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Interchange search engine
Interchange implements a search engine which will search the DefaultTables, or any other table, for items based upon user input. It uses either forms or link-based searches which are invoked using the "scan" ActionMap. The search engine provides several Interchange tags and makes use of many variables.
If the search is implemented in a link or in a form, it will always display formatted results on a separate results page, which is an Interchange page that uses some combination of the [search-region] tag, along with the [search-list], [more-list], [more] and other sub-tags, to format and display the results.
The search form
A number of <form> variables can be defined to determine which type of search will be used, which columns in a table should be searched and what the search behaviour should be.
Here is a simple search form:
When the "Search" button is pressed, Interchange will search the DefaultTables table(s) for the string entered into the "mv_searchspec" text field, and will make the results available for display on a results page.
The same search for a fixed string ("shirt", for instance) could be performed with the use of a hot link, using the special "scan" URI. For example:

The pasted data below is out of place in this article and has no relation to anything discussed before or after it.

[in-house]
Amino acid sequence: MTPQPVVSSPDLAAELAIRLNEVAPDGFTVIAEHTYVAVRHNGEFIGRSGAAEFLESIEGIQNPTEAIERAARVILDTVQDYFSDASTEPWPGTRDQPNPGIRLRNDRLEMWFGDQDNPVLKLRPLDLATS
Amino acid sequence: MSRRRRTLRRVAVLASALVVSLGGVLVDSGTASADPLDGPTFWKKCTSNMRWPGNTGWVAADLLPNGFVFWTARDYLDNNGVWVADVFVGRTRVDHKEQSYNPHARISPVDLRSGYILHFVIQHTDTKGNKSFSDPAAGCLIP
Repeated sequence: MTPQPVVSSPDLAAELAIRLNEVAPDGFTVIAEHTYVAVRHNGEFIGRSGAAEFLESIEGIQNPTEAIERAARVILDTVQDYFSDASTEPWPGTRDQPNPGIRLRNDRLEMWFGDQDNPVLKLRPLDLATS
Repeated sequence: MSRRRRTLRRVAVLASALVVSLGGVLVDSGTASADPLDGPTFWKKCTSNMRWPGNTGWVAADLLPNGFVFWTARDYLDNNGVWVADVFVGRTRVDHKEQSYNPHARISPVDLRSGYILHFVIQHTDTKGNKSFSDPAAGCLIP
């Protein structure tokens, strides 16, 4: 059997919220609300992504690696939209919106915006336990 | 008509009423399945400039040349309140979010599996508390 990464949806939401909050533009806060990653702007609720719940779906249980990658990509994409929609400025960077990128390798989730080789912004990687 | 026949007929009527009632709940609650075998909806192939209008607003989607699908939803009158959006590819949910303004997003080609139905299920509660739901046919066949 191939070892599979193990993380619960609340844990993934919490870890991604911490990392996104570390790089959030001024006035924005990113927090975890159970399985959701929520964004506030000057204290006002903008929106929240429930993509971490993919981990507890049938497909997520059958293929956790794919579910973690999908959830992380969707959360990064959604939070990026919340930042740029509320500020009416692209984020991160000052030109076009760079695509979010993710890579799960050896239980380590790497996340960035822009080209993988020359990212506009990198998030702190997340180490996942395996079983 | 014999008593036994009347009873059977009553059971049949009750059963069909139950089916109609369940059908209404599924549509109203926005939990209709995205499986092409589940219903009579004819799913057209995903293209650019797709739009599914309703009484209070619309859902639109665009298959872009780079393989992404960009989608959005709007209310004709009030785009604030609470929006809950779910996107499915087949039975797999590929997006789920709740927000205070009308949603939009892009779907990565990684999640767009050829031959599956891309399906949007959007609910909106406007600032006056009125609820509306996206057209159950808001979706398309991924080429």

This mechanism is referred to as a one-click search in this documentation.
The default is to search every column in the table. To restrict the search to a "description" column, the search specification, in the above form, could be modified to add the following:
Or, in a one-click search:
You could use checkboxes or radio button fields to let the user decide on the search parameters, as follows:
Search specifications can be stacked. If more than one checkbox is checked then all of the selected columns will be searched.
Coordinated and joined searches
Interchange can perform a complete range of tests on individual columns in the target table. To use this function, set "mv_coordinate" to "Yes" (or "co=yes" in the one-click syntax). In order to use coordinated searching, the number of search fields must equal the number of search strings.
To make sure that is the case, you can use the "mv_search_map" variable, which allows variables to be mapped to others in the search specification. For example:
The search will work even if the user leaves one of the input fields blank.
Leading/trailing whitespace is stripped from all lines in the "mv_search_map" variable, so it can be positioned as shown for convenience.